By Billy Ortiz
View our video adventure on Lakeside River Park, where an East County community has reclaimed a former sand mine site to create trails, habitat, and a place of beauty to enjoy the riverfront--and scroll down to learn more about this unique environment.
December 5, 2010 (Lakeside) --Growing up in Lakeside, California, the San Diego River has been a big part of my life. Although I’ve only experienced the full force of the river two times in the late 70’s and early 80’s, it has always fascinated me and captured my imagination.
The river has a lush history, from when the Native Americans lived freely in this beautiful San Diego River Valley for many centuries, to the late 1800’s when our back country towns began to grow . With growth came a demand for building materials .The sand that was naturally here in the San Diego River basin was a key component to sturdy cement and other building materials.
This particular sand, with great holding power because of its course and jagged edges, became highly demanded. Many sand mining company’s took advantage and have made their fortune in selling the sand. Unfortunately, when sand is mined it leaves huge holes in the river bottom, never to be replaced except by industrial waste and other debris that is not natural to the river.
Fortunately, the town of Lakeside has a unique situation: the mining companies have donated back river land that was previously used for sand mining.
The Lakeside River Park Conservancy is taking full advantage of the opportunity to restore river habitat. Although it’s not what the river bottom naturally looked like, this place has still taken on a beauty all of its own with the help and intervention of the Lakeside community.
The mission of the Lakeside River Park Conservancy, founded in 2001, is to preserve and restore the biological integrity and beauty of the San Diego River while integrating recreational, educational and cultural opportunities for youth, seniors, families and citizens of East San Diego County.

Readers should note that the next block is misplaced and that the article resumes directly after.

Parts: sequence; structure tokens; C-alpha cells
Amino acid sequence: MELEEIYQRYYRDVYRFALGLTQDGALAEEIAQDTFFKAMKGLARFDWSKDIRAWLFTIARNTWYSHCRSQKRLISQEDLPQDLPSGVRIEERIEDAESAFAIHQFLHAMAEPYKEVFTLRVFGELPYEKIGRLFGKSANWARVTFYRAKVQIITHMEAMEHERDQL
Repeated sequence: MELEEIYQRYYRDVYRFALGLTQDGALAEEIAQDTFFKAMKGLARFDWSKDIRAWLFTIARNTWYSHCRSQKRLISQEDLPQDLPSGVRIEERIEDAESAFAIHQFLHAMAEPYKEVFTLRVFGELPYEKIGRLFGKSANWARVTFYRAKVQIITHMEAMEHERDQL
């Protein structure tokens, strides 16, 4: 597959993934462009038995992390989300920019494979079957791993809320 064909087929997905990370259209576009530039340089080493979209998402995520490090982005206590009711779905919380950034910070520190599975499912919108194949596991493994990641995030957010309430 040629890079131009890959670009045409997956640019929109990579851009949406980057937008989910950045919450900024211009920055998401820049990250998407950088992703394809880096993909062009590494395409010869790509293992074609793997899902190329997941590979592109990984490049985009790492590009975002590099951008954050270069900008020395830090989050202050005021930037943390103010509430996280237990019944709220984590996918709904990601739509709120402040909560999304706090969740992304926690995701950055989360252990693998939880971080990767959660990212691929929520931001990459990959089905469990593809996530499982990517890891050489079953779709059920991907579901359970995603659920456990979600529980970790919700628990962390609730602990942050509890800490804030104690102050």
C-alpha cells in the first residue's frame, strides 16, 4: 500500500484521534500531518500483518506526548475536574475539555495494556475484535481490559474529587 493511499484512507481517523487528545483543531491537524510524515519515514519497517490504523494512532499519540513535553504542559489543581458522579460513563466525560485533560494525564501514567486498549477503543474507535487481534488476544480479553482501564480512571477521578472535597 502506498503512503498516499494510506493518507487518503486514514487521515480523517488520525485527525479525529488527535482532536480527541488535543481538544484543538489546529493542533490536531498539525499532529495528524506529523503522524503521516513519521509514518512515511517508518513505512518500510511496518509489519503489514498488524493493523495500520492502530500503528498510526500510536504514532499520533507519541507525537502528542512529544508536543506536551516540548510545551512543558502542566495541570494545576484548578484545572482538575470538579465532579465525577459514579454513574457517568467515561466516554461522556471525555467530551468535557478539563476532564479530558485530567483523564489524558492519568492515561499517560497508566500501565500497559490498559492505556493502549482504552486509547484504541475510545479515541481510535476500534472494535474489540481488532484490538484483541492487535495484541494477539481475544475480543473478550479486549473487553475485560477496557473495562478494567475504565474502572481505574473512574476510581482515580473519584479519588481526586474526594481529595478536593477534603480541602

The work the Lakeside community has done is phenomenal. The view from the river trail is amazing as you look south over the river channel and wetland ponds, where many bird species have made their homes.
As I strolled along the River Park trail for the first time, I was taken back by how beautiful it really is with its ponds and native plants. The River Trail is quite except for the occasional golf ball being teed off with a loud “FORE” (and golf balls occasionally going in the wrong direction from a nearby course), it is very peaceful . The trail also has several sitting areas and an observation deck perched high above the ponds below, with a scenic view of Cuyamaca Peak and El Cajon Mountains to the east. The trail also has a lower area below the tree line, where one can sit and admire the birds or the diverse plant life including cottonwoods, oaks, eucalyptus trees and many other forms of shrubs and river plants.
As I rode along on a tour of the park with Cindy Collins, the River Park’s Membership and Volunteer Manager, she reminded me that the San Diego River is a chain tying San Diego’s East County and the coastline together--from the Cuyamaca Mountains and Julian to the Pacific Ocean. As each community along the way begins to restore its section of the river, these parks become jewels on a sparkling necklace-- and a beautiful necklace at that.
The trail is open to walkers, runners, bicyclists and equestrians.
For now, there are two entrance locations, one near 11634 Riverside Drive between the golf course and a industrial plaza, and a second at the corner of Lakeside Ave and Channel. The Channel Road entrance has a handicapped drop off spot. Both currently have on-street parking.
Behind-the-scenes guided tours are available, lasting about an hour. For more information contact:
http://www.lakesideriverpark.org/ or phone 619-443-4770
View our video adventure of Lakeside’s River Park.